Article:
(CNSNews.com) - The world has changed dramatically since 1945, but many developing nations are increasingly angry that the United Nations Security Council has not changed with it.
The Security Council was set up in 1945 with five permanent members with veto power - the U.S., Britain, France, the U.S.S.R., and nationalist China - and 10 other member nations elected to two-year terms.
Since that time, Taiwan has been replaced by mainland China, Communism has fallen, and the two European powers have became less dominant on the world scene. And yet the basic structure of the Council has remained intact, a fact that nations in Africa, Asia, and Europe want changed - including removing veto power from permanent members.
Recently, India and Hungary have called for expansion of the Security Council, with Indian President Kocheril Raman Narayanan saying last Friday to the newspaper Indian Express that the UN should be "democratized" and made "more responsive" to the concerns of developing nations.
Narayanan also told foreign ambassadors in New Delhi, "The Security Council needs to be made more representative of the present membership of the UN and today's political realities."
Nigeria's minister of state for foreign affairs, Dubem Onyia, told Panafrican News Agency last weekend that the continent should be given a permanent slot on the Security Council, a seat that would rotate between various African nations.
"Until we get a permanent seat in the Security Council, we will never get our problems properly addressed," he said, adding that "conflicts like those in Sierra Leone and Rwanda were there before Kosovo, but the speed and determination with which [the UN] went into Kosovo showed that we have two different human beings in the world."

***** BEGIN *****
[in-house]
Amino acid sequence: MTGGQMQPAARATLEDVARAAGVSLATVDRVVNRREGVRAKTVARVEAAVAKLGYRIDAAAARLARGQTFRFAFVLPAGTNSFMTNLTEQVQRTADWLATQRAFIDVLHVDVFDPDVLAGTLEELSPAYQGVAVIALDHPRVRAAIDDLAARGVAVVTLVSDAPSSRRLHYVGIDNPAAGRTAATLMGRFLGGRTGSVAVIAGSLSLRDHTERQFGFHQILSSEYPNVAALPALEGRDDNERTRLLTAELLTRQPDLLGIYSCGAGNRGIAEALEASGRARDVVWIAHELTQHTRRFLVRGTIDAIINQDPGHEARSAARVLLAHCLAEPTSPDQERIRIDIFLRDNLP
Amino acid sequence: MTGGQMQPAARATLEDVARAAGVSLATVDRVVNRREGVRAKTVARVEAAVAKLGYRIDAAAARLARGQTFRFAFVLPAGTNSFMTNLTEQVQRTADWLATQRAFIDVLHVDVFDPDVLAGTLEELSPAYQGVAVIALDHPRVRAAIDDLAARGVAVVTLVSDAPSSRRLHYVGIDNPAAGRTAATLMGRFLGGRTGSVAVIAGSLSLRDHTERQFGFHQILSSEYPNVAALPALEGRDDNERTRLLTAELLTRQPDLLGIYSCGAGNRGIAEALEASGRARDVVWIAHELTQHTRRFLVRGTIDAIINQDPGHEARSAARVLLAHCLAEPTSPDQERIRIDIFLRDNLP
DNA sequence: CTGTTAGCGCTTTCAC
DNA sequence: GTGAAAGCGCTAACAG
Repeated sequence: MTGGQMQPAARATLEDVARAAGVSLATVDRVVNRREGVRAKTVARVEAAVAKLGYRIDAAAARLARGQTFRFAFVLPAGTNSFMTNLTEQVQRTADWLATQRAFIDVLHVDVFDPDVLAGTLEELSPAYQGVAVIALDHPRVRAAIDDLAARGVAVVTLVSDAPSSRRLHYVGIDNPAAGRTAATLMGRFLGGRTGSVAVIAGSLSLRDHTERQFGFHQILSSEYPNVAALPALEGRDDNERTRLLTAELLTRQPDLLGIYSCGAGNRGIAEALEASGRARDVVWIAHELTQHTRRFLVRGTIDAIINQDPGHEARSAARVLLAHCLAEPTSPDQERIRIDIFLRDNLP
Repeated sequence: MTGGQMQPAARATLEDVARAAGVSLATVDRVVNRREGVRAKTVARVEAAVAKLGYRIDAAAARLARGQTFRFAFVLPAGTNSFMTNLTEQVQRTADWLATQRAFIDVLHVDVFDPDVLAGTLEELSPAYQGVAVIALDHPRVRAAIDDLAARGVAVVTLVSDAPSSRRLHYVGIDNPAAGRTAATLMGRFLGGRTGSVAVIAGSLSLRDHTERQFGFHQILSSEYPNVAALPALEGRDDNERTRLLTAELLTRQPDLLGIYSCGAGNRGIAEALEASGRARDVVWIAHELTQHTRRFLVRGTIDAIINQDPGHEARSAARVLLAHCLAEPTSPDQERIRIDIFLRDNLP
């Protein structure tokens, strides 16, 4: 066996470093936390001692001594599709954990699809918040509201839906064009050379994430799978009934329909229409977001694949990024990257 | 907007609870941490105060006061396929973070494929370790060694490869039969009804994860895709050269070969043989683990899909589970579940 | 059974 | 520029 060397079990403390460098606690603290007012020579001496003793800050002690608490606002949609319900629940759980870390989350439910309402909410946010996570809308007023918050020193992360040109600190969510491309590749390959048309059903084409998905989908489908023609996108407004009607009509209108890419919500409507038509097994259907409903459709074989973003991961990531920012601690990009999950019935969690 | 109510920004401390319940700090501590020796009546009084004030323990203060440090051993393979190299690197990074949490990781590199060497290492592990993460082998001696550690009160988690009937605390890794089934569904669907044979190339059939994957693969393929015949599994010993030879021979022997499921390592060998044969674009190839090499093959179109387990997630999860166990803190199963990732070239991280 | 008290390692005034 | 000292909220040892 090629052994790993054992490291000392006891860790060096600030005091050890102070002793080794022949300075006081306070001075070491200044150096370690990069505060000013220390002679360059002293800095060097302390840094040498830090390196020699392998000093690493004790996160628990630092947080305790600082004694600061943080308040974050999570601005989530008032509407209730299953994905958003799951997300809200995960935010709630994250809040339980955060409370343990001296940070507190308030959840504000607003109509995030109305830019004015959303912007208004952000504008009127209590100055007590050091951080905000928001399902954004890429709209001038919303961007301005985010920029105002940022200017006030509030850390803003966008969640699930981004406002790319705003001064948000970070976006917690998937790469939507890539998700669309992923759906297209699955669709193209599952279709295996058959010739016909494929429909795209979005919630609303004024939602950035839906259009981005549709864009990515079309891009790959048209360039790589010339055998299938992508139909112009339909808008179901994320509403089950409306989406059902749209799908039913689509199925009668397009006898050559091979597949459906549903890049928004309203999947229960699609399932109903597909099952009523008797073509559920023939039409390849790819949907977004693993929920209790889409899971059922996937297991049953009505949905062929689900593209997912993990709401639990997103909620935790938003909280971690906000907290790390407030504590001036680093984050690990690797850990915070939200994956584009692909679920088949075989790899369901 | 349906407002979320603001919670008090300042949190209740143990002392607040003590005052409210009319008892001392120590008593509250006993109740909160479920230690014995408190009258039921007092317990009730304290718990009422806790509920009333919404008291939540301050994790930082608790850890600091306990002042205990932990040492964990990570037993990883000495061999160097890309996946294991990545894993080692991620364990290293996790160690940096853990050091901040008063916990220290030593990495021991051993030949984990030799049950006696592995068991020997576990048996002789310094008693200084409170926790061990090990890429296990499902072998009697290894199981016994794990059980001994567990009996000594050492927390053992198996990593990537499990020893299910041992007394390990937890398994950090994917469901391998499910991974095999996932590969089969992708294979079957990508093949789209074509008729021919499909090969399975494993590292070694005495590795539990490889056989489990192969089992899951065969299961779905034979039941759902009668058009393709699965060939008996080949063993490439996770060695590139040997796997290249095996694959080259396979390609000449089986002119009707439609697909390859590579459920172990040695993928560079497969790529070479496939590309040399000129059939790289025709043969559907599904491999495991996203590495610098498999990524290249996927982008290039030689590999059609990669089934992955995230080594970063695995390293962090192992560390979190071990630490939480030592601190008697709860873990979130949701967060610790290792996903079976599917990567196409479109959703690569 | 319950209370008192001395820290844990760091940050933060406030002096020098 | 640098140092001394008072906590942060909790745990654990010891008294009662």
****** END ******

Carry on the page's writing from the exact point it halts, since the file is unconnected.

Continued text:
Also, at a meeting in Tokyo Monday, Japanese Prime Minister Keizo Obuchi and German Chancellor Gerhard Schroeder agreed to take joint steps to win permanent seats for their countries on the UN Security Council.
Hampering efforts to reform the Security Council is competition among many member states, and the desire of the present permanent members to retain their control over Council votes. Many nations have even called for removing veto power from the permanent members.
UN Secretary General Kofi Annan favors reforming the Security Council, but his spokesperson told CNSNews.com, "he has zero control over how it happens."
"It has to be decided by member states," said Jessica Jiji, Annan's spokesperson. "It's incredibly complex. For example, Africa wants increased representation, and Egypt, Nigeria, and South Africa will all say that they deserve a seat. So the question is, what kind of formula can be arrived at that will be acceptable to all countries?"
Jiji called Security Council reform "one of the most important issues facing the UN today."
According to a statement released to CNSNews.com by the U.S. mission to the UN, the U.S. supports reform, including the granting of permanent seats to Germany and Japan, and three seats to be rotated between Africa, Asia, and Latin America.
However, the U.S. is "firmly opposed" to stripping the present permanent members of their seats or veto power.
A September 23rd letter signed by ambassadors from all five permanent members of the Council "reaffirmed their support for reforming the Security Council, with a view to broadening its representation and preserving and enhancing and effectiveness," but claimed that "any attempt to restrict or curtail their veto rights would not be conducive to the reform process."